UK confirms E.coli cases linked to German outbreak
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Seven people in Britain have been infected with a strain of E.coli bacteria that has killed 17 people in Europe, Britain's health authorities confirmed Thursday. Each of the English cases has been linked to Germany - the outbreak's centre.
AFP - Seven people in Britain have been infected with the E. coli bacteria which has killed 17 people in Europe, with all cases linked to Germany, health authorities said Thursday.
Three of those infected were British nationals who had recently travelled to Germany and four were German nationals, the Health Protection Agency said in a statement.
Of those cases three were full-blown haemolytic uraemic syndrome (HUS) -- a disease that causes can serious liver damage -- and the other four suffered bloody bloody diarrhoea, it said.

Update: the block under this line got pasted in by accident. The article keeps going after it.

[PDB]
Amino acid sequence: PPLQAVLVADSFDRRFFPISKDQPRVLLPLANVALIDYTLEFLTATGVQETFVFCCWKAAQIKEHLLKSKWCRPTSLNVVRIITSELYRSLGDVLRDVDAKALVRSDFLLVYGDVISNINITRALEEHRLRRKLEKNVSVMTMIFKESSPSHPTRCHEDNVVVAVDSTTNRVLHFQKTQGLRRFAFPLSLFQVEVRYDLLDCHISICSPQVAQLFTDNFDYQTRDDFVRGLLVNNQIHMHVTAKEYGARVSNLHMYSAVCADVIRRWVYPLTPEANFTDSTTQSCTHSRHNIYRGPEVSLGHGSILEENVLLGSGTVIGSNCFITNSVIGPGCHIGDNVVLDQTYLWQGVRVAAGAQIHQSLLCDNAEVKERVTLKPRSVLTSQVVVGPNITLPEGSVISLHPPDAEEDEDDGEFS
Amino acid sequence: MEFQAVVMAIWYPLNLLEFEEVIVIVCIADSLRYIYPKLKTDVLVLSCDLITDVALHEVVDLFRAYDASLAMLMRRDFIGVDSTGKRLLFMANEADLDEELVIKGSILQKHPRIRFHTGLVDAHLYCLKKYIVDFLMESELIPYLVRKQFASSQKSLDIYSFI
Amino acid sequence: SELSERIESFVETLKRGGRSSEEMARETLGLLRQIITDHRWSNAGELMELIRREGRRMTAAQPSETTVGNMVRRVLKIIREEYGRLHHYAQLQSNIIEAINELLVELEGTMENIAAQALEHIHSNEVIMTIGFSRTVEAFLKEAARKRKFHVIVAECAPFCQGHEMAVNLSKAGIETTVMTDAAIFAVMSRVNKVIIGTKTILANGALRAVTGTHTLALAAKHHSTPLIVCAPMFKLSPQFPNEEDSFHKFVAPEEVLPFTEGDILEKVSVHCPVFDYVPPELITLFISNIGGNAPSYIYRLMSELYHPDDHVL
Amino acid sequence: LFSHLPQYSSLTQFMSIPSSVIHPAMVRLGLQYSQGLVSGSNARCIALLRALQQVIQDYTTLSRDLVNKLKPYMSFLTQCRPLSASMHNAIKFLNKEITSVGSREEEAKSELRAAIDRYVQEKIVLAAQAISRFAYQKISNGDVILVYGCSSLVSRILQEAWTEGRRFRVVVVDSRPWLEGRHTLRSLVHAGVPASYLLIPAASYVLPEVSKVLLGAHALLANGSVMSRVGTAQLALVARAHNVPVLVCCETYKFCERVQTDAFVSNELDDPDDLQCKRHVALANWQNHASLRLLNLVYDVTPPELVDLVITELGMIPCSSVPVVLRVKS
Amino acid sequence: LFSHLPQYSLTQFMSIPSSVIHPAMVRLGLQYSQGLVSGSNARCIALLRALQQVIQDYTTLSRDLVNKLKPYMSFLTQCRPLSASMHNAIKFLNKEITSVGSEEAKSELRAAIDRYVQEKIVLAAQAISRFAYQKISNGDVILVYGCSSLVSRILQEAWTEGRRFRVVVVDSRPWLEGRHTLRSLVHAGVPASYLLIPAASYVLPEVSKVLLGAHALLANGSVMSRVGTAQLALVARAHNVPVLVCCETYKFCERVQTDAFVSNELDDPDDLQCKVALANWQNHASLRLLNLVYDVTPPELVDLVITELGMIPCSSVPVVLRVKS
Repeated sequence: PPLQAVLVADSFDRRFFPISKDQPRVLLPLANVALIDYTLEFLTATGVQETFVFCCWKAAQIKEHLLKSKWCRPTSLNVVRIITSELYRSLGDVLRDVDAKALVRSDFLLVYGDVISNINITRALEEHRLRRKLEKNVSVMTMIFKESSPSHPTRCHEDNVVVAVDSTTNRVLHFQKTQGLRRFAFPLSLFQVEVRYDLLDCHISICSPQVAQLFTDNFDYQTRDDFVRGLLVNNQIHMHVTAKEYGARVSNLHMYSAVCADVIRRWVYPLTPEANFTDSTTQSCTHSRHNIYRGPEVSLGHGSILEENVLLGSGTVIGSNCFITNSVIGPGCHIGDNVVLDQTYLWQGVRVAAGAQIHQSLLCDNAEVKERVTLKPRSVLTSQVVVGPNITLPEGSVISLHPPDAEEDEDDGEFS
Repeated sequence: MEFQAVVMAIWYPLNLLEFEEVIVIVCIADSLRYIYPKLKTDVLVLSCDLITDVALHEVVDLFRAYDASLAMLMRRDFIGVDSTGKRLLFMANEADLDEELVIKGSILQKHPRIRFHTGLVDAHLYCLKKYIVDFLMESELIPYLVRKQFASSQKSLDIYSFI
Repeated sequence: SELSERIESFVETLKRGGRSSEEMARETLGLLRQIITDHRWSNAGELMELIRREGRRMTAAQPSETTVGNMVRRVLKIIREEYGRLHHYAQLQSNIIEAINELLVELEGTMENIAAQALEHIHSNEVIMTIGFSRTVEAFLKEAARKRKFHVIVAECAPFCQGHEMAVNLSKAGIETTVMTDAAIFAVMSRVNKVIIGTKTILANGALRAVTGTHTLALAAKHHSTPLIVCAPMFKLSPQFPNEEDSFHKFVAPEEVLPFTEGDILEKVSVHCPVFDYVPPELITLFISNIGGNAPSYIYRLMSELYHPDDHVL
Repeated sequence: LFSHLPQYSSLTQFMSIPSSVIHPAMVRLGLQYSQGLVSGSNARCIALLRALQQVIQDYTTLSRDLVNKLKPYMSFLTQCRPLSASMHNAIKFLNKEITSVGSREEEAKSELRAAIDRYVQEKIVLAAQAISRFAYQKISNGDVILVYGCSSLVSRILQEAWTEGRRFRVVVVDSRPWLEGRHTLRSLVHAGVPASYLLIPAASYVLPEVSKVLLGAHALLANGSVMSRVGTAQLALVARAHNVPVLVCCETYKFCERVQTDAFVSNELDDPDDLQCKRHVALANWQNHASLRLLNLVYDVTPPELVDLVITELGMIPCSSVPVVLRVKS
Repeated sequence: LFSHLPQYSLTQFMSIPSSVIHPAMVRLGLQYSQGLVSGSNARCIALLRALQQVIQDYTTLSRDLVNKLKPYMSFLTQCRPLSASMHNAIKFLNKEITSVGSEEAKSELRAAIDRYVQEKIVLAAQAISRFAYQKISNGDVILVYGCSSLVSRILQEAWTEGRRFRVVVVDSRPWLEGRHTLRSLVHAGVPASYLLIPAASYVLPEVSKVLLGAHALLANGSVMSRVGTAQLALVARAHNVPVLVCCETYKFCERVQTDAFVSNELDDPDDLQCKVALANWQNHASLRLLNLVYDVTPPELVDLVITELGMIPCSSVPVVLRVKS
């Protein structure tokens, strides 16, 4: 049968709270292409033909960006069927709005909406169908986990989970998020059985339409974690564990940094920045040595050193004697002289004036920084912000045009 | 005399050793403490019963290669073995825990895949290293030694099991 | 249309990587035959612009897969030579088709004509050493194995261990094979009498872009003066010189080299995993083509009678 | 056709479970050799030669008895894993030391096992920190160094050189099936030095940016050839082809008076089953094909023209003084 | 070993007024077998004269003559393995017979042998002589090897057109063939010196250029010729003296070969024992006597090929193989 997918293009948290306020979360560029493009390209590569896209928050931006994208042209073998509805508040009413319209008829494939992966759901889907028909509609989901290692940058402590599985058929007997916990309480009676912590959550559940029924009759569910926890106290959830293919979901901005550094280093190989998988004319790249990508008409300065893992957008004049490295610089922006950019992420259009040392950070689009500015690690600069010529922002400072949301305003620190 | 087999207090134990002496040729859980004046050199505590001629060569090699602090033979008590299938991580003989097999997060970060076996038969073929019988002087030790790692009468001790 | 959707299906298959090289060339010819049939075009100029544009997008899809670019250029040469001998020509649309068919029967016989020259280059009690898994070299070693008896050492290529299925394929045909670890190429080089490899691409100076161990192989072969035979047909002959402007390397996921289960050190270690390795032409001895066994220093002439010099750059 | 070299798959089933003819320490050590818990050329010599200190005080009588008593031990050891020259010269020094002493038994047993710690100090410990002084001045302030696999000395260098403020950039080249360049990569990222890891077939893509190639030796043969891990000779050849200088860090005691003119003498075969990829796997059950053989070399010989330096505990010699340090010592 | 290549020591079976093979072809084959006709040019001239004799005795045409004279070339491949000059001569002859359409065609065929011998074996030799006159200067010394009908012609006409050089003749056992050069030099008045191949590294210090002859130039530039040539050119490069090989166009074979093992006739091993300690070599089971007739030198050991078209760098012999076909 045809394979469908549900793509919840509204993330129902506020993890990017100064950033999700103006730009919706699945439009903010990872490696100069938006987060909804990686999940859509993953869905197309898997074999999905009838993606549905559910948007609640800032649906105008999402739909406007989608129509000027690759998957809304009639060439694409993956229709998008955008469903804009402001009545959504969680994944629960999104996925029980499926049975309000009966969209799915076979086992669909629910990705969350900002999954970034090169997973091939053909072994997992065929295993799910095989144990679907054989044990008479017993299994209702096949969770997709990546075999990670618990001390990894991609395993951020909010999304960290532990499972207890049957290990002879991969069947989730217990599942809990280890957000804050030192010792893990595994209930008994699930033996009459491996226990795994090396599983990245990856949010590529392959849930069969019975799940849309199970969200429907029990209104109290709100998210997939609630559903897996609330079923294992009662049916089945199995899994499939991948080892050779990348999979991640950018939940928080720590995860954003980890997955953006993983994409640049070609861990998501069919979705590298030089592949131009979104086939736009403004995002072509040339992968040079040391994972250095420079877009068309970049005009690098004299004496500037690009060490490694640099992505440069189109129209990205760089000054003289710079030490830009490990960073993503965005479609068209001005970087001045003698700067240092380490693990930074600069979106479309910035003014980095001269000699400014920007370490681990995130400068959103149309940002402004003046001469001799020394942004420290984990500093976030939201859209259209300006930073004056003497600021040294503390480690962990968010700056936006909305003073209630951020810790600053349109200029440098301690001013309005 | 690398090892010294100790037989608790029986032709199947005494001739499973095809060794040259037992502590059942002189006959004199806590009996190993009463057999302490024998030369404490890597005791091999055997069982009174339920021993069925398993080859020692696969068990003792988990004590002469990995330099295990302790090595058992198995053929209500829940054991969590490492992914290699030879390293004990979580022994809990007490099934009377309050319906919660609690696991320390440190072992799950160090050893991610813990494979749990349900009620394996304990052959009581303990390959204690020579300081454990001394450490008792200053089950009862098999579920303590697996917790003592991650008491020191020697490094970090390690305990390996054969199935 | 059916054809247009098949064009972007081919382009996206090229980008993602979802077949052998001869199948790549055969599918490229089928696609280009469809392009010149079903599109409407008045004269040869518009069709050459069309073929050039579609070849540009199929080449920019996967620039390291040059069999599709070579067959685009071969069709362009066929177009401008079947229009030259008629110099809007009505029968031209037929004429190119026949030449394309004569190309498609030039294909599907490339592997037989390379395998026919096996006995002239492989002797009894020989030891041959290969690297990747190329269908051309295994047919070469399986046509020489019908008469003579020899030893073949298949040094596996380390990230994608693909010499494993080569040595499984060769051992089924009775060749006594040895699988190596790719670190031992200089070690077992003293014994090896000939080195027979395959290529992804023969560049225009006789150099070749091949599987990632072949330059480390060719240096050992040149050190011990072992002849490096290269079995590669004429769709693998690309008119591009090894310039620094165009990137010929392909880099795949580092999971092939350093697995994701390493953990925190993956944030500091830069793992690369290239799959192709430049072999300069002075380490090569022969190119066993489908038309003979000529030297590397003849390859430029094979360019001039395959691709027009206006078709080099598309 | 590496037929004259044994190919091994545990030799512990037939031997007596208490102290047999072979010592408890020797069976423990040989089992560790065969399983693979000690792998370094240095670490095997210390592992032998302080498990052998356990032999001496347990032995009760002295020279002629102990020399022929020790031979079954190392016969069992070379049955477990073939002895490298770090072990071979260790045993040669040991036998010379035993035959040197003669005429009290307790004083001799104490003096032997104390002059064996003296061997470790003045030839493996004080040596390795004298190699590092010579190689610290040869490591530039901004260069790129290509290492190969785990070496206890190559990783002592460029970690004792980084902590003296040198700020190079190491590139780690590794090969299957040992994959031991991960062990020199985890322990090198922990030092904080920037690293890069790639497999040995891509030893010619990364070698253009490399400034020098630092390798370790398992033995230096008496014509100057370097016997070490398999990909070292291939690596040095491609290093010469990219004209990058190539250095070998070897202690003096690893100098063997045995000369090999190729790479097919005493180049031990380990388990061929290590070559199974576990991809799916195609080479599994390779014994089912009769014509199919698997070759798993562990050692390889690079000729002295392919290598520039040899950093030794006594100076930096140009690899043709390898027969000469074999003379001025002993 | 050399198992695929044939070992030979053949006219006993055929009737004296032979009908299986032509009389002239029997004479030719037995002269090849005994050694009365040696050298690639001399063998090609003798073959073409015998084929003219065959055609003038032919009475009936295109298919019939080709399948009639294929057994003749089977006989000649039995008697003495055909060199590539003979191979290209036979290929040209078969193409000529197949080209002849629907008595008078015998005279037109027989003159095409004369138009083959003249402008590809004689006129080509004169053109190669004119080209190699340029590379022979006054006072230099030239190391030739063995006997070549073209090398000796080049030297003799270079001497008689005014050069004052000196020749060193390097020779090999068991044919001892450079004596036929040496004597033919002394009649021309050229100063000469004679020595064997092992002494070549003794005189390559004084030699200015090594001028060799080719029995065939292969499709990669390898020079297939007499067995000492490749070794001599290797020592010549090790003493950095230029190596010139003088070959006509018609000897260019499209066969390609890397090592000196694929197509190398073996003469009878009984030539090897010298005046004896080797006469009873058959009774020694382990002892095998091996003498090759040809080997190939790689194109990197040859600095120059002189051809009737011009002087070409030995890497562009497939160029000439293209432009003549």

"All are suspected to be related to this outbreak" in Germany of Enterohaemorrhagic E. coli (EHEC), said the statement.
"There are no reports of any secondary infections in England," it added.
Most of the deaths from the outbreak have been in Germany, where health authorities are desperately searching for the cause after Spanish cucumbers were wrongly blamed at first.
Dilys Morgan, a disease specialist at the Health Protection Authority, said it was monitoring the situation "very carefully".
"We are working with the authorities in Germany and with our counterparts across Europe as to the cause of the outbreak," Morgan said.
"We have alerted health professionals to the situation and advised them to urgently investigate and report suspected cases with a travel history to Germany."
Russia banned European vegetable imports Thursday in response to the crisis, which has left hundreds of people ill, while Spain said it would seek compensation over being wrongly blamed.
Spain said its own tests on its cucumbers showed no sign of EHEC.
Officials in the northern German port city of Hamburg, the epicentre of the outbreak, had last week cited imported Spanish cucumbers as the source of the contamination.